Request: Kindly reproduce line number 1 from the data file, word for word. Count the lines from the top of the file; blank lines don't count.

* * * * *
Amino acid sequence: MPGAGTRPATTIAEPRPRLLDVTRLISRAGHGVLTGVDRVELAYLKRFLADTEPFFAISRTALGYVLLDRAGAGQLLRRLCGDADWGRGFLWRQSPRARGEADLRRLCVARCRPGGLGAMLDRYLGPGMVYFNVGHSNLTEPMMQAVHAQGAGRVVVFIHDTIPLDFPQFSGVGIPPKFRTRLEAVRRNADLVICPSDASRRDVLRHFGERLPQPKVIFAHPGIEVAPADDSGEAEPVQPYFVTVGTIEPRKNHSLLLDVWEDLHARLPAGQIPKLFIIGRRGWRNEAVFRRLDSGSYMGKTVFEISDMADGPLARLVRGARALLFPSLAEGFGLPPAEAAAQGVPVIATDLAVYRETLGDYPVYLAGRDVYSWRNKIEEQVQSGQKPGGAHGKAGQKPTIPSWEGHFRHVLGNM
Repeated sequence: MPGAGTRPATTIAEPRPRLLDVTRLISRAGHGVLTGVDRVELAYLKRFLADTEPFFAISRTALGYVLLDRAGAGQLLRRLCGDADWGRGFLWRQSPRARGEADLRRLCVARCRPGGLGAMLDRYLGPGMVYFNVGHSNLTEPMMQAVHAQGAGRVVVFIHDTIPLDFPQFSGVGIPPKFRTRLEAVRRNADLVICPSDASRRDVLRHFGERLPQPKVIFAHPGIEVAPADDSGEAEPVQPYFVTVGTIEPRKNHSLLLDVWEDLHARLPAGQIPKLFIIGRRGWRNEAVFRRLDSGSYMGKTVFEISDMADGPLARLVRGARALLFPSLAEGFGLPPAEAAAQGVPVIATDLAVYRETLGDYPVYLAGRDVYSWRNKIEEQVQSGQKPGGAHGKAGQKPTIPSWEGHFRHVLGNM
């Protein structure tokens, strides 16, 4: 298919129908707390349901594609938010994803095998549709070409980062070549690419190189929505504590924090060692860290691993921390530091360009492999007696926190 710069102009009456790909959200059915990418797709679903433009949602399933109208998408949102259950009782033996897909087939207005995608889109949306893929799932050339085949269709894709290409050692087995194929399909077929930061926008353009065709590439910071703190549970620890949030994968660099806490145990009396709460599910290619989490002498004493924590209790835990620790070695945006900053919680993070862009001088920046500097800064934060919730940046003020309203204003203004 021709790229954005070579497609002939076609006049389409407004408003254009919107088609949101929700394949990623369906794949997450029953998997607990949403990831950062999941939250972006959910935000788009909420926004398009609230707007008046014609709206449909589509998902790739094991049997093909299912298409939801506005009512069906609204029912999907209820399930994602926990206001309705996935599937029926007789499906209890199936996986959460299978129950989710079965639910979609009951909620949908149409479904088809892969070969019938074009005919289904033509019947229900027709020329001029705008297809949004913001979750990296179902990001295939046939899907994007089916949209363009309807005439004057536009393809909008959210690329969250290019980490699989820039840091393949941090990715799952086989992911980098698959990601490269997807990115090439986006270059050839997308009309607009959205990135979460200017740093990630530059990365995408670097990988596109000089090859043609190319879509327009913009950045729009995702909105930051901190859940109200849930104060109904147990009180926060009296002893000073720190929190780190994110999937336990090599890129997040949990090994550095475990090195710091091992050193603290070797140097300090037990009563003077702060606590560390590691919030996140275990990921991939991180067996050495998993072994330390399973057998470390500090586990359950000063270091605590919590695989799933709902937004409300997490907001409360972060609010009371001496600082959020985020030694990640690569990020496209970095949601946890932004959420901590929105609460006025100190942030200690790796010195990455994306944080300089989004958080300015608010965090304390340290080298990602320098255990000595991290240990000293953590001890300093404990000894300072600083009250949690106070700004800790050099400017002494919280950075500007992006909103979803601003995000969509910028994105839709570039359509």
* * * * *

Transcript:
Amino acid sequence: MPGAGTRPATTIAEPRPRLLDVTRLISRAGHGVLTGVDRVELAYLKRFLADTEPFFAISRTALGYVLLDRAGAGQLLRRLCGDADWGRGFLWRQSPRARGEADLRRLCVARCRPGGLGAMLDRYLGPGMVYFNVGHSNLTEPMMQAVHAQGAGRVVVFIHDTIPLDFPQFSGVGIPPKFRTRLEAVRRNADLVICPSDASRRDVLRHFGERLPQPKVIFAHPGIEVAPADDSGEAEPVQPYFVTVGTIEPRKNHSLLLDVWEDLHARLPAGQIPKLFIIGRRGWRNEAVFRRLDSGSYMGKTVFEISDMADGPLARLVRGARALLFPSLAEGFGLPPAEAAAQGVPVIATDLAVYRETLGDYPVYLAGRDVYSWRNKIEEQVQSGQKPGGAHGKAGQKPTIPSWEGHFRHVLGNM